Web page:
unambivalent

unambivalent

(ˌʌnæmˈbɪvələnt)
adj
not ambivalent; certain; clear

un•am•biv•a•lent

(ˌʌn æmˈbɪv ə lənt)

adj.
not ambivalent; definite; certain.
[1940–45]
Mentioned in ?
References in periodicals archive ?
While Castiglia finds in temperance fiction "ambivalences" that reveal the persistence of bodily and social desires that will not be repressed, Little's novel is markedly unambivalent about tying temperance activism to explicitly progressive politics, imagining a way that women could throw their support behind temperance and simultaneously refuse to sign up for the political, social, and economic implications the movement accrued (Castiglia 139-40).
Among my favorite pieces is Cherrie Moraga's electrifying dual tribute to Lorde and Pat Parker, the poets who, along with Judy Grahn, she credits with giving "lesbianism a body: a queer body in the original, dangerous, unambivalent sense of the word.
Other students shared a similar experience: an initial shock at the installation's enormity, followed by their expectations of an equally sized, unambivalent message.
He was ten years old when he first met a non-Jew and describes himself as a teenager who "felt unambivalent pleasure about Israeli power.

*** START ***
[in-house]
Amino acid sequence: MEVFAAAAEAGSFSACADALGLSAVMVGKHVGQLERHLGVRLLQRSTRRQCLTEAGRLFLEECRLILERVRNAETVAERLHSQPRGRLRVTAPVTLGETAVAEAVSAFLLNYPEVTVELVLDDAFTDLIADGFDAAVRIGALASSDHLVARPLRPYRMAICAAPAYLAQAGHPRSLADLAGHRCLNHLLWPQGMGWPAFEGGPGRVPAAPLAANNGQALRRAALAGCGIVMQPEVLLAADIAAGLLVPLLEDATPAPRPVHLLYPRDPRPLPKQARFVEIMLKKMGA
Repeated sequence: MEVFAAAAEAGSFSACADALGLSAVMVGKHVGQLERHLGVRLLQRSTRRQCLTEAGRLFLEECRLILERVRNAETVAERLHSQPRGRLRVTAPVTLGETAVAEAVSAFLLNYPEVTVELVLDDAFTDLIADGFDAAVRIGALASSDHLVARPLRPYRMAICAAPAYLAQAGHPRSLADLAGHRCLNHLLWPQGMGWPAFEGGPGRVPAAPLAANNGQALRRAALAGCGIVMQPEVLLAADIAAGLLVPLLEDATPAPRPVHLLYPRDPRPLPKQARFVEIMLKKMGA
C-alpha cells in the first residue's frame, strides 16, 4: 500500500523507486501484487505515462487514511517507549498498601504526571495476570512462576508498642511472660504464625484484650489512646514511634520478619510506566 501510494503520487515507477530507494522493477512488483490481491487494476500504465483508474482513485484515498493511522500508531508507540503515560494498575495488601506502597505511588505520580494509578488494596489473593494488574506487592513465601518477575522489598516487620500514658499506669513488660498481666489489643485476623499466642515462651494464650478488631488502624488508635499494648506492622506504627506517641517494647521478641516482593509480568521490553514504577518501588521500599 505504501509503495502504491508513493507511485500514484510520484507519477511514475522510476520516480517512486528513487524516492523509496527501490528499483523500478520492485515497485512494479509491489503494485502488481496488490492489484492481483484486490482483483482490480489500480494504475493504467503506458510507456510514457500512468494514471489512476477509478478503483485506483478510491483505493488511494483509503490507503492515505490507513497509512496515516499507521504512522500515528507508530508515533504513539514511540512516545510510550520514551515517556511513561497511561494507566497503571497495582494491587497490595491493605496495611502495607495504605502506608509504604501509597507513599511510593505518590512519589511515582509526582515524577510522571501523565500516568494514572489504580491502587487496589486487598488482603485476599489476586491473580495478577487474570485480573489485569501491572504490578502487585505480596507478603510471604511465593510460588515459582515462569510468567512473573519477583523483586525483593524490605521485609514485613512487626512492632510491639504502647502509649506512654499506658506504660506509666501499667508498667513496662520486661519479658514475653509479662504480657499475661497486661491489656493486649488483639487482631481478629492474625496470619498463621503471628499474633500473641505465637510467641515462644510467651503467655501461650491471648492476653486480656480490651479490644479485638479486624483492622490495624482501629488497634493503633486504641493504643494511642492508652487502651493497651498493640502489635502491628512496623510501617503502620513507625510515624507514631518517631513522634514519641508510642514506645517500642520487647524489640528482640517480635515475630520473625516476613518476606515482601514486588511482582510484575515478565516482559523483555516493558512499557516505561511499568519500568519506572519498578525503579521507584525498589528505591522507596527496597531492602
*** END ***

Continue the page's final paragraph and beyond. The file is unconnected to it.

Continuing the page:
Wardaddy suffers from existential exhaustion and Luttrell refuses to commit himself wholly to war's violence, but Kyle is unambivalent and unshakeable in his commitment to his duty, whatever violence that leads to.
Thus, it appeared that the term 'navigable' was difficult to define in unambivalent terms, which implied that the alleged extinguishment of Maori titles had taken place on the basis of so-called 'academic' interpretations (Waitangi Tribunal 1993:Section 16.
Younger parents aren't sure that an unambivalent appreciation of America is the right thing to teach modern children.
As with other such passages, this scene of potential empowerment is not unambivalent, suggesting as it does that the sacrifice of psychological autonomy may be needed for Ruth to achieve fuller insight.
although the words evoke memories neither one has ever had: of reaching age in the company of each other; of speech shared and divided bread smoking from the fire; the unambivalent bliss of going home to be at home--the ease of coming back to love begun" (318).
Brown characterizes "left melancholy" as "[Walter] Benjamin's unambivalent epithet for the revolutionary hack who is, finally, attached more to a particular political analysis or ideal-- even to the failure of that ideal--than to seizing possibilities for radical change in the present" (20).
The protectiveness of the father here, his unambivalent care in shielding the child as he introduces him to a new experience, is unique in the sequence.